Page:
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Social determinants of health. Martin Bobak University College London. OSI conference on Graduate Public Health Education, Kiev, July 1-3, 2004 . Social determinants of health. Ubiquitous Powerful influence on health Underlie: Differences between individuals within countries

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social determinants of health

Social determinants of health

Martin Bobak

University College London

OSI conference on Graduate Public Health Education, Kiev, July 1-3, 2004

social determinants of health2
Social determinants of health
  • Ubiquitous
  • Powerful influence on health
  • Underlie:
    • Differences between individuals within countries
    • Differences between groups, populations and countries
    • Changes in health over time
  • Complex pathways
mortality at titanic by passenger class men and women
Mortality at Titanic by passenger class, men and women

Women

Children

From Broom L & Selznick P, 1968

global burden of disease from ezzati et al lancet 2002
Childhood and maternal undernutrition

Underweight

Iron deficiency

Vitamin A deficiency

Zinc deficiency

Other nutrition-related risk factors and physical activity

High blood pressure

High cholesterol

High BMI (overweight and obesity)

Low fruit and vegetable intake

Physical inactivity

Sexual and reproductive health

Unsafe sex

Lack of contraception

Addictive substances

Tobacco

Alcohol

Illicit drugs

Environmental risks

Unsafe water, sanitation, and hygiene

Urban outdoor air pollution

Indoor smoke from solid fuels

Lead

Global climate change

Occupational risks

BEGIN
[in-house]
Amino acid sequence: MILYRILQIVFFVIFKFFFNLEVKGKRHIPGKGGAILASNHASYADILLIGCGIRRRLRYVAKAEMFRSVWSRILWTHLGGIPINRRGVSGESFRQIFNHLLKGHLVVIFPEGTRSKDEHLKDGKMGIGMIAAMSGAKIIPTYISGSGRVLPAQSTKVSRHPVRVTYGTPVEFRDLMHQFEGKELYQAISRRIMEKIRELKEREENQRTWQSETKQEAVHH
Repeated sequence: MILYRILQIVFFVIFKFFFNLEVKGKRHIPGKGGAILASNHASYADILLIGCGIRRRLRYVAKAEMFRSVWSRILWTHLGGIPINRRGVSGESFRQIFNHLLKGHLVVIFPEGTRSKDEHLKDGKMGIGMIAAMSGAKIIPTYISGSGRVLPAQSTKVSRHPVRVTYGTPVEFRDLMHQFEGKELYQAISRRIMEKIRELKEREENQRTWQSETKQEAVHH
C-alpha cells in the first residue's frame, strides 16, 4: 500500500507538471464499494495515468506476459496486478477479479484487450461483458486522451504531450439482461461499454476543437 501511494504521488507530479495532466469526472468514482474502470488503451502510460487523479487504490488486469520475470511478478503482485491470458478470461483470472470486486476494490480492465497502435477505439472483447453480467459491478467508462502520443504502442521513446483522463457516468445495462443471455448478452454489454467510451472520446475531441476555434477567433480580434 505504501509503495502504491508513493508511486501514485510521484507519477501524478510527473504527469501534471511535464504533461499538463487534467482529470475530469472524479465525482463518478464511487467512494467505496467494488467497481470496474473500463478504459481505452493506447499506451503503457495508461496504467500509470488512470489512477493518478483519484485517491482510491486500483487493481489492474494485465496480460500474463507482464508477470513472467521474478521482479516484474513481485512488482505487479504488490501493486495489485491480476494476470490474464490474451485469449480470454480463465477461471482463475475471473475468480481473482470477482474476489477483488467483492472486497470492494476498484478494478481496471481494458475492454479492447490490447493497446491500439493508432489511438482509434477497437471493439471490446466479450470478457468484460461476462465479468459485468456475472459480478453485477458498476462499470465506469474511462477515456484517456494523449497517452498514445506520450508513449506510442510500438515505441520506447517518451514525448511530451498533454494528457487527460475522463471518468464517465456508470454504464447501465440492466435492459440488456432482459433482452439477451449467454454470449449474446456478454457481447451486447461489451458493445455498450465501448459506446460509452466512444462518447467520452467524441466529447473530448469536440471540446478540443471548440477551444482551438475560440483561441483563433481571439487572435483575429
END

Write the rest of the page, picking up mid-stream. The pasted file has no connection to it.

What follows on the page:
Risk factors for injuries

Carcinogens

Airborne particulates

Ergonomic stressors

Noise

Other selected risks

Unsafe health-care injections

Childhood sexual abuse

Global Burden of DiseaseFrom Ezzati et al, Lancet 2002
slide9
Mean score of self-rated health in 25 European countries 1990-91 (higher score means worse health), men and women 35-64, from Carlson 1998.
slide10

LIFE EXPECTANCY AND INCOME FOR SELECTED

COUNTRIES AND TIME PERIODS

World Bank Development Report 1993

mortality ratios east west and low high social class in the uk men
Mortality ratios: East/West and Low/High social class in the UK, men

Chr Rhemat

Stroke

Bronchitis

CHD

Suicide

Ca rectum

Ca larynx

RTA

Ca lung

Melanoma

Ca lymphatic

Ca colon

Ca prostrate

mortality ratios east west and low high social class in the uk women
Mortality ratios: East/West and Low/High social class in the UK, women

TB

Stroke

Ca stomach

CHD

Ca rectum

Bronchitis

Ca uterus

Ca larynx

Suicide

Melanoma

Ca lung

Ca breast

slide14

Mortality rate ratio comparing lower to higher educational group for major causes of death, in Czech Republic, Hungary, Estonia and USA, men 45-59 years.

From Kunst, 1997

figure 17 cvd mortality by education and marital status in warsaw monica 10 yr follow up
Figure 17. CVD mortality by education and marital status in Warsaw MONICA, 10-yr follow-up.

Men

Women

slide18

Mean depression (CES-D) score by material deprivation in Czech Rep, Russia and Poland in 2000.

slide22
Figure 16. Changes in mortality (SMR) in Russia by education between 1988-89 and 1993-94 (from Shkolnikov).

+57%

MEN

WOMEN

+30%

+35%

+8%

SMR in 1988-89 = 100

increase in educational differentials in mortality between 1980s and 1990s in st petersburg men
Increase in educational differentials in mortality between 1980s and 1990s in St Petersburg men

From Plavinski et al 2003

trends in probability of survival in men by education relatives study
Trends in probability of survival in men by education (relatives’ study)

45 p20 = probability of living to 65 yrs when aged 20 yrs

slide25
Trends in birthweight by maternal education in the Czech Republic 1989-1996 (differences from primary educated)
death rates in russia 1980 2002 both genders per 100 000
Death rates in Russia 1980-2002both genders, per 100,000

Coup against

Gorbatchev,

breakup

of USSR

Rouble

crisis

Gorbatchev

elected

rr of cvd death by drinking frequency and mean dose per occasion in novosibirsk men
RR of CVD death by drinking frequency and mean dose per occasion in Novosibirsk men

5% of the men

From Malyutina et al, Lancet 2003

relative risk of all cause mortality by drinking frequency and bingeing in russian men n 8616
Relative risk of all cause mortality by drinking frequency and bingeing in Russian men (n=8616)